Star destroyed by a black hole? Look what scientists just found
Scientists have discovered something unusually ultraluminous far in the depth of space. According to the latest findings of an international scientific team in Astrophysical Journal Letters, researchers have found an ultra-bright phenomenon in the universe that is likely from the explosion of a star sparked by a black hole. Moreover, researchers suggest that the transient bright phenomenon evolved much faster than a supernova, which is a powerful and luminous explosion of a star.
This new study also believes that there is a possibility that the ultra-bright phenomenon could also have originated from a pulsating supernova, which collided with its own circumstellar matter or with a supernova of a star with an extremely high magnetic field, known as a magnetar. This unusual discovery is part of an international project called Musses with the main objective to investigate the nature of moving phenomena or Ultra luminous Blue Transients in the Universe.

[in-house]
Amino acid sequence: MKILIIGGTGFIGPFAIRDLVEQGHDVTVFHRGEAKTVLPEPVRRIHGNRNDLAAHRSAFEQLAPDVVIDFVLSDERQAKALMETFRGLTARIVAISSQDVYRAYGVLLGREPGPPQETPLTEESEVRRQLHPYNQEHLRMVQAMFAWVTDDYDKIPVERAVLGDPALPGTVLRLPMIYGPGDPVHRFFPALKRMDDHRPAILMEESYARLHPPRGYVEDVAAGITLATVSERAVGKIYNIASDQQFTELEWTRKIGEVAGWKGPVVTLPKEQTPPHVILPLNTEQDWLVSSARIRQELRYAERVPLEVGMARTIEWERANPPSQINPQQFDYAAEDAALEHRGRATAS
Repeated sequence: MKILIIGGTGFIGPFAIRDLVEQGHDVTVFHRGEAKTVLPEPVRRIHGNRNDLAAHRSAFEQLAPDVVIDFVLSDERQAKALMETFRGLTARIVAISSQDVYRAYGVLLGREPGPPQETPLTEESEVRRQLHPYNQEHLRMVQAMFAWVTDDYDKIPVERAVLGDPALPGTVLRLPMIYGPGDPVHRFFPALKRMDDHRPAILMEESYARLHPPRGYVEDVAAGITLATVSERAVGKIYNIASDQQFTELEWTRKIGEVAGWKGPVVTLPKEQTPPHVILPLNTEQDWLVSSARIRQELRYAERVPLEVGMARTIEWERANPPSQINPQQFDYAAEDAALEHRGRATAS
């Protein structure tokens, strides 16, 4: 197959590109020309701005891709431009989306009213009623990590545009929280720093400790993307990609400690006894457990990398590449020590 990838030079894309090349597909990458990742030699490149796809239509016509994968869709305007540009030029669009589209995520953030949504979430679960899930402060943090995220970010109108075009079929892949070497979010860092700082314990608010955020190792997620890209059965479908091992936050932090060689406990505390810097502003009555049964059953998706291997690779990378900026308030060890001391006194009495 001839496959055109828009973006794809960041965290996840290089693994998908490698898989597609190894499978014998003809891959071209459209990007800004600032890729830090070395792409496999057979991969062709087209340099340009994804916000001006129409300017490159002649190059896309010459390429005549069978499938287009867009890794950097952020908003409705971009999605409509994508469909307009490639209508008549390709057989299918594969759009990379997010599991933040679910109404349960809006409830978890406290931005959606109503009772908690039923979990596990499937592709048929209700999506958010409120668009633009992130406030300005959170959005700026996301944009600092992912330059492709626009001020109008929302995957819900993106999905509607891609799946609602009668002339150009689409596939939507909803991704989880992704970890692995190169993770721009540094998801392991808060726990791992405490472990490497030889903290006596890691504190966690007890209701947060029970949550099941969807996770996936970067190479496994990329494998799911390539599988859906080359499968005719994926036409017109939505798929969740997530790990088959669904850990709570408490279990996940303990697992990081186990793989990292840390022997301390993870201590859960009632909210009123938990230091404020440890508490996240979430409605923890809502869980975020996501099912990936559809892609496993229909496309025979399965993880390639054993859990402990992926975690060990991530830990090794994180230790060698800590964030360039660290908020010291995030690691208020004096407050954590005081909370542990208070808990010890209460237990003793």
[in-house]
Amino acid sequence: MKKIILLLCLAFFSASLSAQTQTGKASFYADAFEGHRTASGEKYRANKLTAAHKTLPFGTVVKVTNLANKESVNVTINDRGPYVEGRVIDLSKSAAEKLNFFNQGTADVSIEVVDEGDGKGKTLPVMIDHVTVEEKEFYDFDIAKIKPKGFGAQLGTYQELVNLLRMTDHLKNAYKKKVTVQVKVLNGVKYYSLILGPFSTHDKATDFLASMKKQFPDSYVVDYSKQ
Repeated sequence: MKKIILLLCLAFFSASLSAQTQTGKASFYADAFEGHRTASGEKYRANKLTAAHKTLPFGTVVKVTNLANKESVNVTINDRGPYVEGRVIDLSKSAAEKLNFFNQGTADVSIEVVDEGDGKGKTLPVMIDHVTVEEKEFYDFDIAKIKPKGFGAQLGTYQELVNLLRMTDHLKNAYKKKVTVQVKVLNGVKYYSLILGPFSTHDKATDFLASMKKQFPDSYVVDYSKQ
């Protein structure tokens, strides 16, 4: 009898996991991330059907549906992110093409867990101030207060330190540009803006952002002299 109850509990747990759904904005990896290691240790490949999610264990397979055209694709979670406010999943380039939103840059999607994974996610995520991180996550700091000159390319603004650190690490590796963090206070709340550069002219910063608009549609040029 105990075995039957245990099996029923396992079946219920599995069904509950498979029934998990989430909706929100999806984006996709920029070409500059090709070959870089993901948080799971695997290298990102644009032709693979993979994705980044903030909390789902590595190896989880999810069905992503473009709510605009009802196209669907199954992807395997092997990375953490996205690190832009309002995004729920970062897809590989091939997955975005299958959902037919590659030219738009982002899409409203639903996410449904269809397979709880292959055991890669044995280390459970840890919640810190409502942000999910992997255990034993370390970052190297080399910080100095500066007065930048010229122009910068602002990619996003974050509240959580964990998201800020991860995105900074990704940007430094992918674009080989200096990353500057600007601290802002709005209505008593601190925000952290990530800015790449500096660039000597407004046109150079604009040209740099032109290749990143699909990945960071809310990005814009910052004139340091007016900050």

"There are several possibilities: that it is a star destroyed by the tidal effect of a massive black hole, or a supernova associated with a neutron star with a very strong magnetic field, or magnetar,” Pilar Ruiz Lapuente from the Institute of Fundamental Physics (IFF) in Spain explained about the findings. However, the research is specifically aimed to investigate a rapidly evolving transient phenomenon named MUSSES2020J, discovered on December 11, 2020. It is close to the center of a "normal" galaxy.
The researchers discovered that the phenomenon's brightness surged significantly as they were observing it, which was comparable to another recent transient discovery known as AT 2018cow. The investigation's findings suggest that the phenomenon is an active compact object, which experts believe to be either a black hole or a neutron star.
Lapuente further explained that this phenomenon could also be a case of pulsating supernova due to the instability emerged by PPSIN, which are the massive star explosions that collapse and form a new black hole while simultaneously throwing a jet-like stream of external layers. "A near-nuclear location of MUSSES2020J might imply a possible connection between the energy source of MUSSES2020J and the central part of the host galaxy,” the study mentioned.